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Bill Cosby is a free man, for now anyway, because a jury never could agree on whether one of TV’s most comforting dads drugged and sexually assaulted Andrea Constand at his mansion outside Philadelphia in 2004.
Constand, 44, is the only one of dozens Cosby accusers whose report led to a criminal trial because in the other cases, the statute of limitations had expired.
Though the prosecution wanted to present testimony from 13 others who have said that the comedian drugged and/or violated them, the judge allowed the jury to hear from only one of them. That made it a lot easier for the defense team to attack Constand and her credibility.
Cosby’s defense attorney, Brian McMonagle, offered a classic, off-the-rack depiction of Constand as a fabulist and willing participant on the “romantic” night Cosby gave her pills “to relax” and then “danced outside (his) marriage.” At the time, she was working for the women’s basketball program at his alma mater, Temple University, where he was not just a revered alumni but also a trustee.
In a closing as unnaturally sweet and sticky as a Jell-O pudding pop, McMonagle argued that even the best dads aren’t perfect: “We try to be, but we’re not … sometimes we’re wrong.” Jurors thus no longer saw the defendant, who is 79 and legally blind, with “the adoring eyes of children. … I told you that when you look over here, you’ll see different things: You’ll see a great comedian, an artist, who taught us not only how to smile but how to love.”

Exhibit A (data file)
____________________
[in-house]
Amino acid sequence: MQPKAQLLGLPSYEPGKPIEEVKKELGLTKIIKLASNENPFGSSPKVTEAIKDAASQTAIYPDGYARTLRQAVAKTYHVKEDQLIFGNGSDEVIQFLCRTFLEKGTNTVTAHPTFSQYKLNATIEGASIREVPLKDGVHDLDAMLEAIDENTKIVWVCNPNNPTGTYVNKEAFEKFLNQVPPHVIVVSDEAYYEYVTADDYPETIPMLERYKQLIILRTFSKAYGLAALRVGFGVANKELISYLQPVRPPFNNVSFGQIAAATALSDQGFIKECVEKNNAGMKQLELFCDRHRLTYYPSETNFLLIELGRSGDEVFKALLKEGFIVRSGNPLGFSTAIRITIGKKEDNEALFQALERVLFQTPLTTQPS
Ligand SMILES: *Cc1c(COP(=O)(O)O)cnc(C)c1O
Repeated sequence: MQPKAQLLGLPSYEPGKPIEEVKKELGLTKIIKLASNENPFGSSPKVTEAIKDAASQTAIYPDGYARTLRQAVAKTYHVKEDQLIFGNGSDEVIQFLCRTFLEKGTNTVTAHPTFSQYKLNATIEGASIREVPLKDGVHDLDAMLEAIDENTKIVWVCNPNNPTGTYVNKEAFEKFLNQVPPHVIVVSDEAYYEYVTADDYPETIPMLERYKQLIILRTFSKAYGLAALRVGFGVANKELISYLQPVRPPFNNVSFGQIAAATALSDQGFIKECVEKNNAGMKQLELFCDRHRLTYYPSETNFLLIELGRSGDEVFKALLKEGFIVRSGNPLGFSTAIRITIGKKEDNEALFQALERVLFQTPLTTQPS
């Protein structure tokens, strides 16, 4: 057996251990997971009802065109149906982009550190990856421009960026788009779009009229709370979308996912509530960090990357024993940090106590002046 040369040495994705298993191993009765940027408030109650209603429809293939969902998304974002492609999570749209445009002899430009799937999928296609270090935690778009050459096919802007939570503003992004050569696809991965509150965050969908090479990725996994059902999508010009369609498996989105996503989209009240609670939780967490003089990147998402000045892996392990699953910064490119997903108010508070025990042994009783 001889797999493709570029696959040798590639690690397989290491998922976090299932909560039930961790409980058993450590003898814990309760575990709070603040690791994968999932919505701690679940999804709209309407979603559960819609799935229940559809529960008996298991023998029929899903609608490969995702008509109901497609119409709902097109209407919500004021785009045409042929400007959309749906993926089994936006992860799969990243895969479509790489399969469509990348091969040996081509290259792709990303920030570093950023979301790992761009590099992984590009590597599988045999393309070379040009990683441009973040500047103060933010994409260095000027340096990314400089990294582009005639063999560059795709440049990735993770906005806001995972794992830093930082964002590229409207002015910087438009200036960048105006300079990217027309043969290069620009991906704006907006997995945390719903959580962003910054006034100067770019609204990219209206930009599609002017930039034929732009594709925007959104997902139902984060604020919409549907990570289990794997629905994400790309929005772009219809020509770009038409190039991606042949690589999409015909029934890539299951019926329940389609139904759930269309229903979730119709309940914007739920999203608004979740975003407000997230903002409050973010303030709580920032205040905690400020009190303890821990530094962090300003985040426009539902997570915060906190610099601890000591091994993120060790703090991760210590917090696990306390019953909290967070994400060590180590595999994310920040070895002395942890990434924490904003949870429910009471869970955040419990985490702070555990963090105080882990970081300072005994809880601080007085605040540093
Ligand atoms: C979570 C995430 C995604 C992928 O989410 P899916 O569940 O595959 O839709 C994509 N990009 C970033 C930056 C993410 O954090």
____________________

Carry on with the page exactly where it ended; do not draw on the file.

Looking at Cosby, who thankfully did not teach me how to smile or how to love, I saw not good old Cliff Huxtable from The Cosby Show, but a man accused publicly by some 60 women across the decades. Those women, and in fact all other sexual assault victims and their supporters, were put on trial by the defense, too. “We know why we’re here. Let’s be real. … We’re not here because of Andrea Constand. We’re here because of them,” McMonagle said, shouting and pointing at the back of the courtroom, where other accusers were sitting.
I also looked at Cosby and saw one lucky guy. He’s still supported by his wife of five decades, Camille. And to a remarkable extent, he was spared the national avalanche of attention that his trial would normally have attracted by all the high drama surrounding the self-proclaimed p—y-grabber in the White House.
Source: USA TODAY /